She actually plays videogames too, but she only enjoys (in her words) “games where i can cut people open with a big sword or rip their limbs off and beat them with them” She loves the God of War games (except for the puzzles which she hates interrupting her killing), and really enjoyed Splatterhouse until it got to repetitive for her.

    • Professor_Cuntburglar says:

       For the record, Arkham Asylum completely fails that test.

      • ToddG says:

        Not that I necessarily disagree, but Asylum seems like an odd target to single out for such a statement.  It’s not even the worst offender in that series.  Of two games.

  8. Destroy Him My Robots says:

    Interesting. You wanna know what I thought about Bayonetta? SPOILERS: You’re a witch and you’re being hunted by these pearly white henchmen sent by “God”. Witch hunts were historically A BIT misogynist, no? Well, the game clearly sides with the witch. Then there’s a whole gender role reversal with Luka frequently acting as a damsel-in-distress. Then there’s Bayonetta’s refusal to really adopt the role of a mother. Then the main antagonist is Bayonetta’s own father who put her in this world with the expectation that she would never do anything for herself, and instead only further his own agenda. Get it? You figuratively get to defeat patriarchy using your explicitly weaponized sexuality. And then “God” itself, called Jubileus (yes, that’s a male noun), is revealed to be a woman, which I read as a swipe at the frequent notion of the Abrahamic God being a man.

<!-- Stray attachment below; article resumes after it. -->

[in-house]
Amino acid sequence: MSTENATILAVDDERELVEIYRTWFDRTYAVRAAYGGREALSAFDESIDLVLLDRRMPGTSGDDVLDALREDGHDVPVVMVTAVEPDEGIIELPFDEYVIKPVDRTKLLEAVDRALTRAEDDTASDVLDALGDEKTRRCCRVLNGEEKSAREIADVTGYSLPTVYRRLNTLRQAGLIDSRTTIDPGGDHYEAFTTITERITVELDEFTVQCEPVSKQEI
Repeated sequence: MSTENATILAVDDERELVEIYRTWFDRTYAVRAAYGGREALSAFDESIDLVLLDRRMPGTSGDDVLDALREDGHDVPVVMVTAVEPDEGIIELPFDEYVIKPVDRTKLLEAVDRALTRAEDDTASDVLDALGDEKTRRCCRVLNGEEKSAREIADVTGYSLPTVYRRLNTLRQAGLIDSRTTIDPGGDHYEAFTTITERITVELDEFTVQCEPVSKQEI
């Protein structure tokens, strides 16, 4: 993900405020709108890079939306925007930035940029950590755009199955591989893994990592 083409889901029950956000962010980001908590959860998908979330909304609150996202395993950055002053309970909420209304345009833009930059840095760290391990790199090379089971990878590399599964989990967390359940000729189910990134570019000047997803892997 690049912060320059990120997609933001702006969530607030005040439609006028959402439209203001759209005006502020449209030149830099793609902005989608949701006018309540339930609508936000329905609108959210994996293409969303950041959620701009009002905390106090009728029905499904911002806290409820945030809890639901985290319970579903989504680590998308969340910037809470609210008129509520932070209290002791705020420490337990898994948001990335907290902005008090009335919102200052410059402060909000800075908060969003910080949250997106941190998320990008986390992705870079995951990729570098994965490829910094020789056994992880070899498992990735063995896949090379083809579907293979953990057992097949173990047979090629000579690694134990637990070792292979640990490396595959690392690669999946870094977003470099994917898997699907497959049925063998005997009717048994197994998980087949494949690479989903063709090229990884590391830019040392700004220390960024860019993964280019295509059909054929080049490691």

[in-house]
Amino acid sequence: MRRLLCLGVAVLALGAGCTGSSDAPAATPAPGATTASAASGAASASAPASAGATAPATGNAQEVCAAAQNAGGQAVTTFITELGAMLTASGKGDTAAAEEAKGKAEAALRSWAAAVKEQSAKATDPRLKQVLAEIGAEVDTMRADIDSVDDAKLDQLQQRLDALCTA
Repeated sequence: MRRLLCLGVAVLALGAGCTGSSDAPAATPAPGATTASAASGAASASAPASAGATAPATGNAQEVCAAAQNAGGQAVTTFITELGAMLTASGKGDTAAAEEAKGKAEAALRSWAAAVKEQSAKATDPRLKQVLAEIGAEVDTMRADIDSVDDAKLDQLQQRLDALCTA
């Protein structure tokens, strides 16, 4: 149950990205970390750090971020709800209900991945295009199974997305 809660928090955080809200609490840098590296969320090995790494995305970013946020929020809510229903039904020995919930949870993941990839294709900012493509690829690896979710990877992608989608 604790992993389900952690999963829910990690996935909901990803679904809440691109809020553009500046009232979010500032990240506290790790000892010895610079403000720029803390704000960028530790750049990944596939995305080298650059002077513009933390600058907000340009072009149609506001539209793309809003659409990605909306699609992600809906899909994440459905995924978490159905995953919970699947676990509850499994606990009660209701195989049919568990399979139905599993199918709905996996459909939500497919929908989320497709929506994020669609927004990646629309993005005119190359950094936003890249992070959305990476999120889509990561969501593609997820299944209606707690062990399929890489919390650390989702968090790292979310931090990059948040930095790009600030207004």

Am I reading a lot into this? Yeah, but I’ll pull the Teti card. It’s just so on the nose to me that I really felt disappointed when, for example, Leigh Alexander’s defense of the game amounted to pretty much nothing but “She’s got cool moves so I think it’s empowering”. Granted, I’m sure that knowing T&A sells had no small part in the conception of the game, and you can still find it exploitative of course. Your call. Just remember that there’s more to the work than what you see in the screenshots.

    • ToddG says:

      That’s a pretty airtight case, but I think the problem is that the best level both these games can get to is, as John mentioned in the video, having their cake and eating it, too.  After all, Platinum could’ve made a game with the same themes and criticisms without Bayonetta’s clothing flying off every five seconds.